Earlier this month, Bill 55 (also known as the Remembrance Week Act), was passed in the Ontario provincial legislature with unanimous consent. Considered to be an expansion of the Remembrance Day Observance Act, in effect since 1997, Bill 55 proclaims the seven-day period of November 5th to 11th to be an annual period of reflection and memorialization throughout the province.
Remembrance Day itself will remain the same – two minutes of silence, starting at 11 a.m., with all people encouraged to participate – while the days preceding will legitimize, support, and augment existing memorial practices. John Fraser, Ottawa South Liberal MPP and co-sponsor of the legislation, said to Ottawa Community News that “it is a reflection of what is happening in communities, and it’s to acknowledge that and promote that.”
With this recent development, it seems prudent to reflect on a couple of considerations for HR managers and business owners in terms of incorporating remembrance into a company’s business.
The Cost of Making it a Statutory Holiday:
In the province of Ontario, Remembrance Day continues to persist as a non-statutory memorial holiday. Although some believe that it should be a statutory holiday, many argue that the spirit of the day is better preserved by having children participate in Remembrance Day activities at their schools and adults being able to attend ceremonies either at work or at a local cenotaph. In fact, the Royal Canadian Legion has publicly opposed efforts to make it a statutory holiday, stating that it would become "just another day off."
In a Nov. 11, 2014 column for The Hamilton Spectator, Howard Elliott noted that “the Conference Board of Canada has said the cost of a national statutory holiday…includes employer costs of $206 per full-time worker and $62 per part timer, as well as loss of productivity [estimated] at about $3.6 billion.” On the other hand, it is worth noting that other provinces have their ways of getting around such losses. In Nova Scotia, for example, all companies (barring specific exemptions) must close on Remembrance Day – but employees who do not work are not entitled to holiday pay, thus leaving it at the discretion of employers. So for an HR department wrestling with the idea of granting time off for a day (or more) to remember the sacrifices of the past, it’s important to remember that there are no obligations and there are ways of making it work.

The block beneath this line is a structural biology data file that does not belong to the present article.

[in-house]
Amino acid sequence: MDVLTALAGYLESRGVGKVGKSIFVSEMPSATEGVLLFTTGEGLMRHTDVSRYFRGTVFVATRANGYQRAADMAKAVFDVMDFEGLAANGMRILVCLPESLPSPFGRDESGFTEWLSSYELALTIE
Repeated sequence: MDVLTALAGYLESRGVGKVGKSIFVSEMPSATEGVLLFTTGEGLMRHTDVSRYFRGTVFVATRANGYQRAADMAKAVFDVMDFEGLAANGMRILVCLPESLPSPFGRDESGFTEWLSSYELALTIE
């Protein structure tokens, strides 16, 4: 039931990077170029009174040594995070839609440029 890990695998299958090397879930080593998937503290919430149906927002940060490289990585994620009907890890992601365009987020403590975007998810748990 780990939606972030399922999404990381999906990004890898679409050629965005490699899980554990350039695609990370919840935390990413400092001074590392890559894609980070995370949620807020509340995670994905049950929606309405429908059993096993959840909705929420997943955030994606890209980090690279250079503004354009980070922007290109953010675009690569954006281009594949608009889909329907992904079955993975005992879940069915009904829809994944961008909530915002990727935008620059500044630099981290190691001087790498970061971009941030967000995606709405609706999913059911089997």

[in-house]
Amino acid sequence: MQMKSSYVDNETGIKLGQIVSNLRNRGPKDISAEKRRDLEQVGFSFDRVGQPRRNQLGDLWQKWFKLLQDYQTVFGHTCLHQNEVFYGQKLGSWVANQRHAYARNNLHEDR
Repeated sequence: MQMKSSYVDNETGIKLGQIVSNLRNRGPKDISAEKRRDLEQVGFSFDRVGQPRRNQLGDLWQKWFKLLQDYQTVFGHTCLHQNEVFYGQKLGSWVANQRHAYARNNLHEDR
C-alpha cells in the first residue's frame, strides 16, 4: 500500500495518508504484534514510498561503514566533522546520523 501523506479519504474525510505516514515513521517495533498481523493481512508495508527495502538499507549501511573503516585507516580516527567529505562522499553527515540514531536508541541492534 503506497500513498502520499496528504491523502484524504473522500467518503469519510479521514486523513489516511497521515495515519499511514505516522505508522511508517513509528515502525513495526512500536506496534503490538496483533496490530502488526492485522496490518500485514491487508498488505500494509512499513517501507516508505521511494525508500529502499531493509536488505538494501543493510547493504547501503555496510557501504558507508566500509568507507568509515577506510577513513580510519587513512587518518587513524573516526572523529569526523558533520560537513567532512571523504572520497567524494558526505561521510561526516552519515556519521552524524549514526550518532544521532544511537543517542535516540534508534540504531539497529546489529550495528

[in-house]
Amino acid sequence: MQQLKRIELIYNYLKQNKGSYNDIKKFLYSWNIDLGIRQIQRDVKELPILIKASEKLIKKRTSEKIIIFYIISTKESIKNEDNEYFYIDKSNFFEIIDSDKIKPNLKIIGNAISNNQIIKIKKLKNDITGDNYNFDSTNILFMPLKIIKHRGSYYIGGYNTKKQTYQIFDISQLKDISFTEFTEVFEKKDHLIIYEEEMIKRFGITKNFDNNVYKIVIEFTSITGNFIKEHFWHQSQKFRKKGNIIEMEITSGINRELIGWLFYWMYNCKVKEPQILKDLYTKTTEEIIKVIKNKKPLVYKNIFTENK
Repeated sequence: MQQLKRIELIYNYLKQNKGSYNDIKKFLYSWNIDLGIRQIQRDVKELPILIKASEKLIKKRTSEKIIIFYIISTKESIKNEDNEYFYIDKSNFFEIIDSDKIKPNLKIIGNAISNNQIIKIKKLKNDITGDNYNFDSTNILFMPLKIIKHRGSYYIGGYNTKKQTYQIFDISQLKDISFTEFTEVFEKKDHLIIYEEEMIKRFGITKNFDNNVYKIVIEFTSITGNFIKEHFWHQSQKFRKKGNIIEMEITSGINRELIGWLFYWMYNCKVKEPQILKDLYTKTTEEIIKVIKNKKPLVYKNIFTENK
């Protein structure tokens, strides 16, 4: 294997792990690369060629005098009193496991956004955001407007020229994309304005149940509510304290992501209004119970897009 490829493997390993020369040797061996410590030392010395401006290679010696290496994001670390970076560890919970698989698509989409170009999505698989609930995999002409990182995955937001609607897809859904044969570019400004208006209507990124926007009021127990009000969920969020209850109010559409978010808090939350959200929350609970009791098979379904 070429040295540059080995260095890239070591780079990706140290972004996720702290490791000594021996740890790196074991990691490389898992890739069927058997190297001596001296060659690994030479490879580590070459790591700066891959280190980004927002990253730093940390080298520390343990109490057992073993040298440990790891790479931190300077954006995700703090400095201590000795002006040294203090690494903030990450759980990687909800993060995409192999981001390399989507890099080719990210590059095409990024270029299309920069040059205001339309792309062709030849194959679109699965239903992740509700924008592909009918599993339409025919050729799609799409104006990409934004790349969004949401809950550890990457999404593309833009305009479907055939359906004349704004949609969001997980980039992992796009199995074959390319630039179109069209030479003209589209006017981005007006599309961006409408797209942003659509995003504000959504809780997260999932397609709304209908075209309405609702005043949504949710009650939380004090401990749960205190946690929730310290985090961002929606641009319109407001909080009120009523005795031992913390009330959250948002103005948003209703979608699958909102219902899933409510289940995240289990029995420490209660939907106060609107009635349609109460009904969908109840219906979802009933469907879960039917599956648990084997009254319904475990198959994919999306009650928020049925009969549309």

Granting Time Off to Attend a Ceremony:
Some employees may request time off for part of the day to attend a ceremony at a local cenotaph or school. Granting this permission is at the discretion of the employer, but the cost of not agreeing may be poor employee morale and the accusation of being unpatriotic. That being said, it is important that the employer be consistent in their approach to granting time off for Remembrance Day and set specific expectations around the length of time granted. Allowing certain employees to attend and not others may bring accusations of discrimination, unless you openly communicate in advance that someone has been designated to represent your company. Making it paid time off versus unpaid is also at the discretion of the employer.
Observing Time of Silence:
Participation in the two minutes of silence at 11:00 a.m. is voluntary. Bill 55 itself makes this very clear: “The silence can only be achieved through voluntary observance and through our collective desire to remember.” For those companies wishing to incorporate the observance into their workplaces, however, it can be a struggle to find ways to do this effectively. Fortunately, the bill also provides guidance in this regard, depending on a company’s business needs. Among numerous suggestions are pulling vehicles to the side of the road and sitting quietly (if driving for work), announcing the silence over a public address system, gathering in common areas of the business, or briefly shutting down assembly lines. They may not all suffice, but the range of options indicates that there’s no reason why business and remembrance cannot co-exist.
If you have any questions or concerns about how to handle HR issues related to this Remembrance Day, or any other employee challenges, please don't hesitate to contact Anna Aceto-Guerin from Clear Path Employer Services. She can be reached at firstname.lastname@example.org or toll free at (888) 336-0950.
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